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For Release: Friday, November 14, 2014

DEC Announces $183,000 In Grants To Improve Hudson River Access And Environmental Protections

Funding will help Hudson River Estuary communities improve water quality and increase storm resiliency

New York State Department of Environmental Conservation (DEC) Commissioner Joe Martens today announced $183,000 in grants for 80 projects to help communities in the Hudson River Estuary watershed improve recreation access and estuary education, protect water quality, enhance tributary fish habitats and increase storm resiliency.

"Working with local communities, environmental groups and civic organizations, New York has significantly improved the environmental health of the Hudson River estuary," DEC Commissioner Joe Martens said. "Governor Cuomo has made important investments to protect the river, create new and expanded recreation access and upgrade community resiliency, which allows us to realize the potential of this historic waterway. These awards will provide another boost to the Hudson River and its shoreline communities."

The grants are being provided through New York's Environmental Protection Fund (EPF) and the Natural Resource Damages Fund (NRD), and will be administered by DEC's Hudson River Estuary Program (HREP). The awards align with Regional Economic Development Council (REDC) strategies and the goals of the 2010-2014 Hudson River Estuary Action Agenda to conserve or improve: clean water; waterway access; resiliency; fish, wildlife and their habitats; river scenery; and a vital ecosystem.

The grants include:

The Columbia County Soil & Water Conservation District -- $52,600
The district will replace an undersized culvert on Preusser Road at Hollowville Creek, which provides potential spawning habitat for brook trout. This project is part of a phased effort to remove constrictions on the stream to improve fish habitat and reduce flood risks in the Town of Claverack. Stream quality improvements will also support trout populations, which are sensitive to environmental conditions, which will benefit trout anglers.

Village of Wappingers Falls, Dutchess County -- $50,000
The village will remove fencing and invasive plant species, install signage, plant a riparian buffer and landscape a newly vacant waterfront lot to provide recreational access to the tidal portion of the Wappinger Creek. The new waterfront access will allow residents in the environmental justice neighborhood to establish a stronger connection to the estuary.

Hudson River Maritime Museum (HRMM), Ulster County -- $25,000
This project will replace three existing commercial docks on the Rondout Creek and low docks for rowing crews and kayakers. The new docks will be safer for community organizations and others who use these HRMM facilities to access the waterfront, and will also be more resilient to potential flooding.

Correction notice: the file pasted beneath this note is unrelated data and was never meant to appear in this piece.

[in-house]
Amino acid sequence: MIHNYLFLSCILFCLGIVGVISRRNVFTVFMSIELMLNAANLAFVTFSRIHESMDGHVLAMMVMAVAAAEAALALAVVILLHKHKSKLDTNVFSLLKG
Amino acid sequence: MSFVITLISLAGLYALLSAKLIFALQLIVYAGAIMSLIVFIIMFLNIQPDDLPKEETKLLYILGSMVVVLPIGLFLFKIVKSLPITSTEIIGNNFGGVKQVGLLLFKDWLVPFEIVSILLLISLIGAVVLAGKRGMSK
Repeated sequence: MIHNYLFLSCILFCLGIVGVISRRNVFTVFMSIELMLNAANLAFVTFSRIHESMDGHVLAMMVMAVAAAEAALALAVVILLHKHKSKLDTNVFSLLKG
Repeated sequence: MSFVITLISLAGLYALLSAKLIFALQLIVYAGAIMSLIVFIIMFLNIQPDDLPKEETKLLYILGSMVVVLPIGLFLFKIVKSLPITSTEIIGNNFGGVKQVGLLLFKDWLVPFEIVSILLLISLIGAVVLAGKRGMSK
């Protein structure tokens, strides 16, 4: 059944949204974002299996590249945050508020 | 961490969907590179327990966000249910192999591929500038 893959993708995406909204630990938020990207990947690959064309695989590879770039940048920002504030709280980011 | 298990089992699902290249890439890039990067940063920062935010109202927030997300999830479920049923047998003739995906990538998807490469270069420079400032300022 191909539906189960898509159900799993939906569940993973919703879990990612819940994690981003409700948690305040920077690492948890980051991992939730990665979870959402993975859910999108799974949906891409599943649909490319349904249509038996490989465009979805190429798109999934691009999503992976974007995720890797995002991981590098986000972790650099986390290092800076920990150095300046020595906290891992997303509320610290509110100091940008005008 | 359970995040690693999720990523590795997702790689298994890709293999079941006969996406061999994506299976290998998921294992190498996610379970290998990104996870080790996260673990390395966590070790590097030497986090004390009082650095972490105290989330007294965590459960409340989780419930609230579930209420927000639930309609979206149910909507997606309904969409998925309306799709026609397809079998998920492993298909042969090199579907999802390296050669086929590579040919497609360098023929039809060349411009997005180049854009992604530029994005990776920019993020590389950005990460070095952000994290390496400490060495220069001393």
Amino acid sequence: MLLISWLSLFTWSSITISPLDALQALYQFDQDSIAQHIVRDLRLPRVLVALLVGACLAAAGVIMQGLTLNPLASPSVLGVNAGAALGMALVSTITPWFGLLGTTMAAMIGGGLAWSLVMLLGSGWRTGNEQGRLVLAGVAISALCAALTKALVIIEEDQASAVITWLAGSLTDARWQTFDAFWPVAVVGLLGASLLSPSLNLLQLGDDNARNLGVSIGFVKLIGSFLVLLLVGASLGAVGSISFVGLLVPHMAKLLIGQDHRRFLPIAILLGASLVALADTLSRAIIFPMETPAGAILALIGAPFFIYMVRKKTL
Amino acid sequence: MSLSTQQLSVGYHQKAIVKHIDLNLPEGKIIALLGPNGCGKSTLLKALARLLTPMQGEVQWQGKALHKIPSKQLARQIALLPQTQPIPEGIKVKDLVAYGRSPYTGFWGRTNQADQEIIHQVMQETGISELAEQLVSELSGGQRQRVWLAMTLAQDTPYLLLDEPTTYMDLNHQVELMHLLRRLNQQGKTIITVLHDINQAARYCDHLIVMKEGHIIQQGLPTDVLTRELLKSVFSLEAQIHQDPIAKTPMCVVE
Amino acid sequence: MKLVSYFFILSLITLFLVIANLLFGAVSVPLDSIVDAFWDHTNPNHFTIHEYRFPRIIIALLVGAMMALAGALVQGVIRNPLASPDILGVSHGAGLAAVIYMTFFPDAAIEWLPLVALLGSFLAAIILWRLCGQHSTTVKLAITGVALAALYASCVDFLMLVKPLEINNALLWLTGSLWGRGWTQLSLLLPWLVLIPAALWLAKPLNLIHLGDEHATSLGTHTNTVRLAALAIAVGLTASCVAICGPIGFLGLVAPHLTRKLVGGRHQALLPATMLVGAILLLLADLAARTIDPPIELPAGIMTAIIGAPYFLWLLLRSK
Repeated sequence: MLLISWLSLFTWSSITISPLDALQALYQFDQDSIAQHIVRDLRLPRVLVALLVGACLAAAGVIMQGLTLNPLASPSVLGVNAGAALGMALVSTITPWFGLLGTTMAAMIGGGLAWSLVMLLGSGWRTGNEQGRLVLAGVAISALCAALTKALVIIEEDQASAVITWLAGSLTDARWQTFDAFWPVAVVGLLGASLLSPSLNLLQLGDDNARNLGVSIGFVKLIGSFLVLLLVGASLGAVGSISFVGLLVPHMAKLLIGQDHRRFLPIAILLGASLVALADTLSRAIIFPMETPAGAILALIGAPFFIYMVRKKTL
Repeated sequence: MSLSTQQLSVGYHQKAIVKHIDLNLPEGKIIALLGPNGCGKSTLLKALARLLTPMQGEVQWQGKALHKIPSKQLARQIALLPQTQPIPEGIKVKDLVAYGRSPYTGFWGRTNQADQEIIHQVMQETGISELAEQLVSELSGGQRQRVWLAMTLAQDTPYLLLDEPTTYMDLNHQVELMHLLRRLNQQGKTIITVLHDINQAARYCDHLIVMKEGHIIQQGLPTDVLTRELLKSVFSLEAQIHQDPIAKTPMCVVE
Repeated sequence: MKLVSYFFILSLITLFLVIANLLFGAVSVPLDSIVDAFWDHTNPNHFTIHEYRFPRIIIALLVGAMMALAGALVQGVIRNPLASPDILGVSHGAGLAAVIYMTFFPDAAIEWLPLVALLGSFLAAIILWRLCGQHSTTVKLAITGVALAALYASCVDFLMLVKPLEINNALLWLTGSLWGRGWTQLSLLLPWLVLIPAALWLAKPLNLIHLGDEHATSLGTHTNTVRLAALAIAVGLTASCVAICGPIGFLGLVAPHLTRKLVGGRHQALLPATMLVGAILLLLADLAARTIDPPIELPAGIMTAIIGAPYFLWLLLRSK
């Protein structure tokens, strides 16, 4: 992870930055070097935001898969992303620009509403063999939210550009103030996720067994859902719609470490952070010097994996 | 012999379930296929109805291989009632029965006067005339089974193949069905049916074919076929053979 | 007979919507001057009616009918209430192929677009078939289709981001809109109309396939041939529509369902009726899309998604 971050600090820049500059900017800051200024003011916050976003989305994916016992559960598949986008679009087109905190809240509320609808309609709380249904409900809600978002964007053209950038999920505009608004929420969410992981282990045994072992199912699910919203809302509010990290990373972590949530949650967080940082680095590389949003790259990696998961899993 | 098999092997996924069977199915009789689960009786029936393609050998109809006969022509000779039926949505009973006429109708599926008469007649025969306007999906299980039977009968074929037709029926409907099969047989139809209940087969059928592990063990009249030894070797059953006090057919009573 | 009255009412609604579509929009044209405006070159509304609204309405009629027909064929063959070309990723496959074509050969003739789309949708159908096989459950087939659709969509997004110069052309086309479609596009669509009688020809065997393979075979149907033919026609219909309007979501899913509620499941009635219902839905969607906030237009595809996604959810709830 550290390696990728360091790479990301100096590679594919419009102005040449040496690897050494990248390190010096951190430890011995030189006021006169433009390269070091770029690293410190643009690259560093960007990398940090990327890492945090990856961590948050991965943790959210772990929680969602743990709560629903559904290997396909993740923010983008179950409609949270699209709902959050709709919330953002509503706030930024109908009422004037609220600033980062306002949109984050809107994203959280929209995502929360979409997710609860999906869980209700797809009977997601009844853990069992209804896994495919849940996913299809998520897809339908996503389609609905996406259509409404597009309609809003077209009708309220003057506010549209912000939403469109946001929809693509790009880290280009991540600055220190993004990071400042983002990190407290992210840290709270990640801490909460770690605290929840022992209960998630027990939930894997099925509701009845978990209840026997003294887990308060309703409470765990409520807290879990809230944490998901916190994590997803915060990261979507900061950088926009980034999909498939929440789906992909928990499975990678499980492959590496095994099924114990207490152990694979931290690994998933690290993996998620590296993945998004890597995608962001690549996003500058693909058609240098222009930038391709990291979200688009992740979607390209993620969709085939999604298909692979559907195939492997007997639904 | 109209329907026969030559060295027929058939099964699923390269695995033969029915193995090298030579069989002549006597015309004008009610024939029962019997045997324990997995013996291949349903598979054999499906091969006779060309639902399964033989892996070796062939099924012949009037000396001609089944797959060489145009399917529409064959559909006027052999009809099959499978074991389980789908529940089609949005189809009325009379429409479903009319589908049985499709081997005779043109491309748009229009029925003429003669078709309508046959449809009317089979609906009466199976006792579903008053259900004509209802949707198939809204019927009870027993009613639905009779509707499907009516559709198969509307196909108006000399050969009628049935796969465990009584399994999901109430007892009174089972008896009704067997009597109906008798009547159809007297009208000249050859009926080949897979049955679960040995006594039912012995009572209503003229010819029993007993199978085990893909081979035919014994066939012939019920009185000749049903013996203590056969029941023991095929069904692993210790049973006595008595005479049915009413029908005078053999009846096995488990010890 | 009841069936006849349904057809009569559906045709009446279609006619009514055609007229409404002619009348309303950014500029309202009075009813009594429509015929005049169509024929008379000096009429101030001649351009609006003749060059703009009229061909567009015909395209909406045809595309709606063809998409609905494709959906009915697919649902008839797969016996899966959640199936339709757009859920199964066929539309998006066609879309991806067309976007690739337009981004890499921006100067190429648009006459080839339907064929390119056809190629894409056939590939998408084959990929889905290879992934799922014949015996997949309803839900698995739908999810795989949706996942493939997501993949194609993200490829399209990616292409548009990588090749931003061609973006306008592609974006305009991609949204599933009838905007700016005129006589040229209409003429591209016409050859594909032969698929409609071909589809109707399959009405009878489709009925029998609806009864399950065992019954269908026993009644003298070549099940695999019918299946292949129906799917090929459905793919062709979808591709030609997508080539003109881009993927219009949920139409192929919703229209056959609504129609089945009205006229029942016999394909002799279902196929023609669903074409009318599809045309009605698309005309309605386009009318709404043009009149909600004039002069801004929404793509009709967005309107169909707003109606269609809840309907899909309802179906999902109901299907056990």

Sarah Lawrence College, Westchester County -- $14,348
The college will purchase smart boards, data displays and web cams for its Center for the Urban River at Beczak (CURB) on the Hudson River Estuary in Yonkers. The web cams will enable CURB to connect with other regional and national educational sites and research centers. CURB also has a sandy beach, tidal marsh, two-acre park, and an interpretive center that hosts environmental education programs and community events for an underserved urban neighborhood.

Teatown Lake Reservation, Inc., Westchester County -- $11,109
The funding is for signage and promotional materials to improve access and attendance at the Kathryn W. Davis RiverWalk Center for River Ecology Education at Kingsland Point County Park in the Village of Sleepy Hollow. The project will expand Spanish language interpretation and outreach to potential users and provide information about the Hudson Estuary.

Outstanding Renewal Enterprises, Inc./Lower East Side Ecology Center, New York City -- $10,000
The funding will increase public recreation access to the East River in New York City. The waterfront access project at the Lower East Side Ecology Center includes the purchase of fishing poles and other equipment, as well as free fishing and kayaking clinics for the Lower East Side community. The programs are designed to help familiarize New York City residents of all ages and abilities with the ecology of the East River and estuary through hands-on exploration and family-friendly activities.

Town of Rochester, Ulster County -- $10,000
The town will complete an Open Space Inventory as part of Phase 1 of an Open Space Plan. The planning process is part of the Rondout Creek Restoration Plan, a collaboration with the towns of Wawarsing, Marbletown and Rosendale, and Ulster County, that will help to obtain public input on conservation priorities for the area. The Rondout Creek is a tributary of the Hudson River.

Riverkeeper, Inc., Multiple Counties -- $10,000
The organization will use the grant for water quality monitoring on the Hudson River estuary and tributaries to help recreational users of the river understand local water quality conditions.

For more information about these grants, contact HREP at 845-256-3016. The Hudson River Estuary Program is a project of the NYS Environmental Protection Fund. Please visit DEC's website for more information.

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